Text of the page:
Our Leagacy

How did the Gold Rush Change the Population?

     The gold rush brought thousands of people to Alaska, both gold-seekers and the people who provided supplies and services. Before the gold rush it was estimated that there were only about 32,000 people in Alaska, about 80% were Alaska Natives. By 1900 there were over 63,000 people, an increase of about 26,000 non-Natives.

How do we know population numbers from the past?


U.S. Census Records, 1920. Draft document sent to Territorial Governor. 2 pages

     One way we keep track of population numbers is with written census records. Since biblical times governments have used census records to help them document the number of people in an area every ten years. We can learn many things by looking at census records even though they are mostly numbers. In order to explain what the numbers mean you need to recall events that happened in the area during the time being studied. Using the 1920 census records for Alaska and a timeline of the Alaska gold rushes, try to piece together the stories of Alaskan towns from 1900-1920.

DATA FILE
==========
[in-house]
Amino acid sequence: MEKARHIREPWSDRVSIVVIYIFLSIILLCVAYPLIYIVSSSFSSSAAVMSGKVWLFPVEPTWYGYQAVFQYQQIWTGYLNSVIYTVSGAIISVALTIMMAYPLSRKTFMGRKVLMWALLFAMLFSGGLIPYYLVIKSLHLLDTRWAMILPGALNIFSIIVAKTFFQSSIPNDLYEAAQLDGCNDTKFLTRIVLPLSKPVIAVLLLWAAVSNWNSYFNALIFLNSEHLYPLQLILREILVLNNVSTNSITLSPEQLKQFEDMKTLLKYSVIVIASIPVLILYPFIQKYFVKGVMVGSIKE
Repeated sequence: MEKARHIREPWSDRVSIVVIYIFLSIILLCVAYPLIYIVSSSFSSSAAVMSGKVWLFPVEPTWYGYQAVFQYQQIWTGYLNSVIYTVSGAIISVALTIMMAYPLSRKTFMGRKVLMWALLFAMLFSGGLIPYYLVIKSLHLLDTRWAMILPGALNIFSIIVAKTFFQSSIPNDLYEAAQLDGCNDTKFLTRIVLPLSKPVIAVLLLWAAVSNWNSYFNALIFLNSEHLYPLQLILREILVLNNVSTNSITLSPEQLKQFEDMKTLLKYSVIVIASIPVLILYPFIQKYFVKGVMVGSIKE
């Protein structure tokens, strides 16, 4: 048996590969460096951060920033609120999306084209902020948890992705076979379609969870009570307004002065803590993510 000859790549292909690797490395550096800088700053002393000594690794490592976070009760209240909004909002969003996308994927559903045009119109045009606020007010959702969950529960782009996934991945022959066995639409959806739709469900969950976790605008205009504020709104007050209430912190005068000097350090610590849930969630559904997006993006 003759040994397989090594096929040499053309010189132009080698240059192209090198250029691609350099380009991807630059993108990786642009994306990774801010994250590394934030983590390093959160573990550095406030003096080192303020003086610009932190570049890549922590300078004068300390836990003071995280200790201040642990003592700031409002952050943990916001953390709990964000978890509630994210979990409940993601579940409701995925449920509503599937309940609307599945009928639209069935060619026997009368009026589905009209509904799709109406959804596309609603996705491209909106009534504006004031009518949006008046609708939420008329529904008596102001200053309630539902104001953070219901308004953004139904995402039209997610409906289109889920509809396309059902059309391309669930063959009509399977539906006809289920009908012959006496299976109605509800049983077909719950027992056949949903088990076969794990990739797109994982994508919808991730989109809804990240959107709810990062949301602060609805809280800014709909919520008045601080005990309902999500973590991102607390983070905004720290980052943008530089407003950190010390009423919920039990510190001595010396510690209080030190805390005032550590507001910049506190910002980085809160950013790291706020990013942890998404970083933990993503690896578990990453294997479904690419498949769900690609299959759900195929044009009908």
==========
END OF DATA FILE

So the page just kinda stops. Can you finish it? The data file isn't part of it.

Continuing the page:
Challenge: How has the population of Alaska changed since the gold rush? What reasons explain the changes? Where would you find evidence to support your ideas?



Overview I
How did the gold rush change the population? I How did the gold rush impact Native Alaskans? I What did Alaska get from the gold rush?

 
Homepage I Alaska's Gold Lode I The Discovery of Gold I Traveling to the Gold Fields
Gold Mining I Daily Life Our Legacy I The Edgren Saga I Gold Rush Stories
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Alaska's Gold was developed through a grant from the National Historical Publications and Records Commission by the Division of Libraries, Archives and Museums, the Alaska Dept. of Education and Early Development.  1999.  All rights reserved.   Alaska Gold Themes written by Cristine Crooks, Alaska Consultants in Education.  Alaska's Gold Themes website developed by WEBDesign.